In the royal palace at Memphis the high priest Ramfis tells the young warrior Radames that Egypt is threatened once again by the barbaric Ethiopians and that the goddess Isis has named the Egyptian supreme commander. Left alone, Radames wishes he would be the one chosen, and he muses on his love for the slave girl Aida. Princess Amneris desires Radames herself and suspects she has a rival. When Aida enters, the girl's anxiety betrays to the observant Amneris who this rival is. The King arrives with his retinue. A messenger tells about border attacks by marauding Ethiopians led by their king Amonasro. The King reveals that Radames is to be supreme commander of the Egyptian forces; he is to go to the Temple of Ptah for consecration. Aida is horrified by having wished her lover victory over her own father and people. Torn by conflicting loyalties, she prays to the gods for mercy. Ramfis entrusts the sacred sword to Radames, and all pray to Ptah to bless his mission.
Slave girls are grooming Amneris for the celebrations in honour of Radames' victory. Languishing with love, she dreams of his return. With feigned sympathy for Aida, she tricks the slave girl into revealing her love for Radames by pretending he has fallen in battle. Then she admits her lie, and threatens Aida as a rival.
The Egyptian army parades by the gates of Thebes. The King says Amneris will crown Radames victorious. When offered whatever reward he wants, Radames asks the prisoners to be brought in. Aida recognizes her father among them; he warns her not to betray that he is the Ethiopian king. Ramfis and the priests insist that the dangerous Ethiopians are stamped out for all, but Radames asks mercy for them. Ramfis requests that Aida and her father, at least, be kept as hostages. Accepting this compromise, the King announces the marriage of Radames and Amneris.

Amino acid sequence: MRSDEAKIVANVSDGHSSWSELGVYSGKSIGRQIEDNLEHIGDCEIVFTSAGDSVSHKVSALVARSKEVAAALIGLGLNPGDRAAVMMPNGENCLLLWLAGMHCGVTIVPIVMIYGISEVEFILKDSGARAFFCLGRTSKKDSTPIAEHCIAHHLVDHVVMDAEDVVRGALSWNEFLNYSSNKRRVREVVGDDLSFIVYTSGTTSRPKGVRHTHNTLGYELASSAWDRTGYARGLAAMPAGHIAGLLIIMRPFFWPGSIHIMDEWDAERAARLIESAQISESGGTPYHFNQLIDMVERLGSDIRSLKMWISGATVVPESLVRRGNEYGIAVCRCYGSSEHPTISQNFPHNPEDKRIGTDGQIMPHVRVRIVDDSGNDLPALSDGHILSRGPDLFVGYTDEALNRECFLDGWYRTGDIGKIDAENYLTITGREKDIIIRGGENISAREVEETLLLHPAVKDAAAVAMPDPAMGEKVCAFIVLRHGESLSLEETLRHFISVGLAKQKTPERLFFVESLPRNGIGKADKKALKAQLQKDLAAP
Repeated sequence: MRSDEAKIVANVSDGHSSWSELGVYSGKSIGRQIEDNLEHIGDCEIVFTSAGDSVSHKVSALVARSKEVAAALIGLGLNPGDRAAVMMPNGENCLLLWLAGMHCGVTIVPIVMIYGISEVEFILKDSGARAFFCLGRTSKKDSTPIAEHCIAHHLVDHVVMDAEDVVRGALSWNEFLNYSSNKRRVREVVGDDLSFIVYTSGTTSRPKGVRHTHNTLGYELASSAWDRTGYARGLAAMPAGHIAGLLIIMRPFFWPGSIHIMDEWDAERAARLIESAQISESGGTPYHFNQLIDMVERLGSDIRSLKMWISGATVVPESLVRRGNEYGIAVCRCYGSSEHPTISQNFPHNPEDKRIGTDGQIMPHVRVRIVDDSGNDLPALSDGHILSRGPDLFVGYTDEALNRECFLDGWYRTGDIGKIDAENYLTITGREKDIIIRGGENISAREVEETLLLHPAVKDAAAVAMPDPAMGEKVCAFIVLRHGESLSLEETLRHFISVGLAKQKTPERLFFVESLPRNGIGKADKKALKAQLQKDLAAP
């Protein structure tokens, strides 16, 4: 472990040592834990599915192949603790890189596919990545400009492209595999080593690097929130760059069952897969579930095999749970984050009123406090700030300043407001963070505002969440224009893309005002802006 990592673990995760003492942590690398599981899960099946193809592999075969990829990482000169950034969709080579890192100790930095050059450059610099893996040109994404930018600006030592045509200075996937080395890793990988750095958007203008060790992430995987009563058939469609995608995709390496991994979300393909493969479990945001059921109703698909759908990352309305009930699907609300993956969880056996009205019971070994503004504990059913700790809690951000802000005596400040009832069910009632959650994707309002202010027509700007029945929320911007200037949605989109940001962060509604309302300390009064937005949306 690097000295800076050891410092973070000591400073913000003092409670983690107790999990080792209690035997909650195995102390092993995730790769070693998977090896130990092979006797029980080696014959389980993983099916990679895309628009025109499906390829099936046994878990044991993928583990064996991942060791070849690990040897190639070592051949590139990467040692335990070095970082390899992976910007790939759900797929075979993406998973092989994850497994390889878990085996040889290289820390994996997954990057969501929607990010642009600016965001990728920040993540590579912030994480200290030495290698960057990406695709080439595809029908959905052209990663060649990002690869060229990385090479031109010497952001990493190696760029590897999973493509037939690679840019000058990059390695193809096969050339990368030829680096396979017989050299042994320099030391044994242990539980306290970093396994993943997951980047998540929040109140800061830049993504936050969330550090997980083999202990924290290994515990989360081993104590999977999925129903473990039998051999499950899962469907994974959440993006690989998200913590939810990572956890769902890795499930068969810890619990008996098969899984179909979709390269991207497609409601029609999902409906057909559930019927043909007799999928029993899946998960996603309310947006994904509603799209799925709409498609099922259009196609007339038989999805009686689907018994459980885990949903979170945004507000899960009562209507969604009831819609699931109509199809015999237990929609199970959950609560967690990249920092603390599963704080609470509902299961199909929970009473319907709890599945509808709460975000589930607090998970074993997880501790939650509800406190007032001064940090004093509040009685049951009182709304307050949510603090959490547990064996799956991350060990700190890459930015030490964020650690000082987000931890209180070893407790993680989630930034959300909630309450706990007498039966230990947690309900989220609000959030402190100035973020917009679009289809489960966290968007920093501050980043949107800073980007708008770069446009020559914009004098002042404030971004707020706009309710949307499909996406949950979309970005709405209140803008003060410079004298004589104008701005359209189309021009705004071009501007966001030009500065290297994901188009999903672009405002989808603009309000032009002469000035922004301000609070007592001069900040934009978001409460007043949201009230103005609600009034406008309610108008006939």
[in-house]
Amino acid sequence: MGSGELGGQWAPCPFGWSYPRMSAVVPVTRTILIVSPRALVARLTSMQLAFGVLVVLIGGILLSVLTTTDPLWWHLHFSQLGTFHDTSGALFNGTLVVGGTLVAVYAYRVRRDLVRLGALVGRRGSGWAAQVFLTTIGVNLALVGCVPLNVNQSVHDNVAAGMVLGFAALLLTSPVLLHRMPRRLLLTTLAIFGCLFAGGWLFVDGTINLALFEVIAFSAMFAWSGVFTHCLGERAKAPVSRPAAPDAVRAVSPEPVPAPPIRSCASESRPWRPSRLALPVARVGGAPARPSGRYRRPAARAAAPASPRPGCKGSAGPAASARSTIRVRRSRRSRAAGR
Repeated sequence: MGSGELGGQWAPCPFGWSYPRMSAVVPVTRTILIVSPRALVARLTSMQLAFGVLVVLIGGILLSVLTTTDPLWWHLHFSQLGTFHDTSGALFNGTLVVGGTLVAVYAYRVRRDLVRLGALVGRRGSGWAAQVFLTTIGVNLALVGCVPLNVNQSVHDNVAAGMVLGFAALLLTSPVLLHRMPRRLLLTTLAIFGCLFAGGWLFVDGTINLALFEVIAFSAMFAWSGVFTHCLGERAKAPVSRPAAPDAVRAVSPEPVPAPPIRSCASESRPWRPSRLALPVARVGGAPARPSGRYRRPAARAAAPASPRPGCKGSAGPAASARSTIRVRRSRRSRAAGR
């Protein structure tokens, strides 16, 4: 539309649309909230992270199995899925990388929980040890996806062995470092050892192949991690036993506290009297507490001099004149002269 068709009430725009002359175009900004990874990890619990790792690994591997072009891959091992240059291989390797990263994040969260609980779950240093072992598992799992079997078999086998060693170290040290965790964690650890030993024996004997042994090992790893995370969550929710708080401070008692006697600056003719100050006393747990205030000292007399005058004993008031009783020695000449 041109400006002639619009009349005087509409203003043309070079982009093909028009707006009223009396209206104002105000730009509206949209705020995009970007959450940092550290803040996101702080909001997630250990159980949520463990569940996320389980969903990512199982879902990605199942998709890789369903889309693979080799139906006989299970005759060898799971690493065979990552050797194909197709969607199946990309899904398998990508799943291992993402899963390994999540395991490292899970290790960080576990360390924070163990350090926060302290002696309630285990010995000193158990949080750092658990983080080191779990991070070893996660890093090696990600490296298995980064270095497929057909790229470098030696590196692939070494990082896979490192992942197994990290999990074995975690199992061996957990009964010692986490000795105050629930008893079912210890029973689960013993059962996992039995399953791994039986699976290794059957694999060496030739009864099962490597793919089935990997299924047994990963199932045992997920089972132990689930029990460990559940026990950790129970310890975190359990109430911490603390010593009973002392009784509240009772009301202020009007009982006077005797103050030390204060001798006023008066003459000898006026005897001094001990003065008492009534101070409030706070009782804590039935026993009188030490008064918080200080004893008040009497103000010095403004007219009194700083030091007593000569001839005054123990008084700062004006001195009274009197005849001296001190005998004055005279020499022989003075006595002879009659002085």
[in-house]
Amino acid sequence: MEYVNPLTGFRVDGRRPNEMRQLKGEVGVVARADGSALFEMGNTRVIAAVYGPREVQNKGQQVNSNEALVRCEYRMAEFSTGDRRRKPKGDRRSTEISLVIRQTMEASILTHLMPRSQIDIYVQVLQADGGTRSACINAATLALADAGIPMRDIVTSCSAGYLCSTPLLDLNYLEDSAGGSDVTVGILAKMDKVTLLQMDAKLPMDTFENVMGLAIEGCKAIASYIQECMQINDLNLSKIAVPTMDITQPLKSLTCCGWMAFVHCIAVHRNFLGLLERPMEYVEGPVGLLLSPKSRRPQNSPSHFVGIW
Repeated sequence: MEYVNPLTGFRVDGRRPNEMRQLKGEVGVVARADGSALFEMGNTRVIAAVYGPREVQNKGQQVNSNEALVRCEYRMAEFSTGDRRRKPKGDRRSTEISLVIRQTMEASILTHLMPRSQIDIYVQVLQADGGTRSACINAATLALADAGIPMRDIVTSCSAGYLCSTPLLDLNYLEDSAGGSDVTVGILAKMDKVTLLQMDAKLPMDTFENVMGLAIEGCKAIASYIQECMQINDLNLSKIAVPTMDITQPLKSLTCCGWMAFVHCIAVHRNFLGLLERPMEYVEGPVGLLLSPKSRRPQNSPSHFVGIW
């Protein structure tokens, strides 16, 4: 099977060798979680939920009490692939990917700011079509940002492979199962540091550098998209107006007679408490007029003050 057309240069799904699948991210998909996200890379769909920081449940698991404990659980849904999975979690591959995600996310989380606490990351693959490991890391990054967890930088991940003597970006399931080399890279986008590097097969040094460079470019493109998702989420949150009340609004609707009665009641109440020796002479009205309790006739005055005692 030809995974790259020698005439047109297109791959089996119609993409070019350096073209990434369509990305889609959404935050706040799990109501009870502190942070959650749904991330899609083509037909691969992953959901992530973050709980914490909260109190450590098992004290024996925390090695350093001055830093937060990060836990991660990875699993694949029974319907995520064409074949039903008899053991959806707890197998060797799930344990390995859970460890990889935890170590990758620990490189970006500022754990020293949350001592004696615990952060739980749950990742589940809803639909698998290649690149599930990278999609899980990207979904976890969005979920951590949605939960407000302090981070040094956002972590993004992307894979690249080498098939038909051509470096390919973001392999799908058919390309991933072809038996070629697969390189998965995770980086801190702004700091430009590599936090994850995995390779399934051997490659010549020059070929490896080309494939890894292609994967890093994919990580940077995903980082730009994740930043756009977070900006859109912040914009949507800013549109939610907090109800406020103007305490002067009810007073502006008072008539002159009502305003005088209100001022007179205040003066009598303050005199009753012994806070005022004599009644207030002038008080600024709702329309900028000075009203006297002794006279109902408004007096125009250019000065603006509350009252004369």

Amneris comes by boat to the Temple of Isis with Ramfis, who tells her to pray for the goddess' favour toward her marriage. Then Aida appears, waiting to meet Radames at the banks of the Nile. She thinks lovingly of her homeland. Amonasro springs out of the shadow, telling her she can defeat her rival and be free to see her home again if she asks Radames what road the Egyptian troops plan to take in their next campaign. Horrified at first at the idea of such treachery, she finally agrees when Amonasro depicts her the inevitable destruction of her country. Amonasro hides as Radames appears. Aida suggests they flee together to her native land. When he eventually agrees to her plan she asks what road will be the safest to avoid the troops. He replies the troops will pass through the gorge of Napata, whereupon Amonasro jumps forth triumphantly. Radames recognizes what he has done. Looming out of the temple with Amneris, Ramfis orders Radames arrested. Amonasro escapes with Aida.
Radames is led into a hall in the palace to face judgement in a nearby chamber. Amneris urges him to defend himself, saying she will use her influence to save him if he will marry her. He refuses saying that life has no meaning for him without Aida. The priests within read the charges against Radames, but he says nothing to defend himself. They fend him guilty of treason and condemn him to be entombed alive "below the altar of the outraged god". The priests in the Temple of Ptah seal the heavy stone over the tomb in which Radames has been placed. Thinking of Aida, he discerns her beside him in the darkness: she has chosen to share his fate. They bid farewell to earth as Amneris, kneeling above the tomb, prays for peace.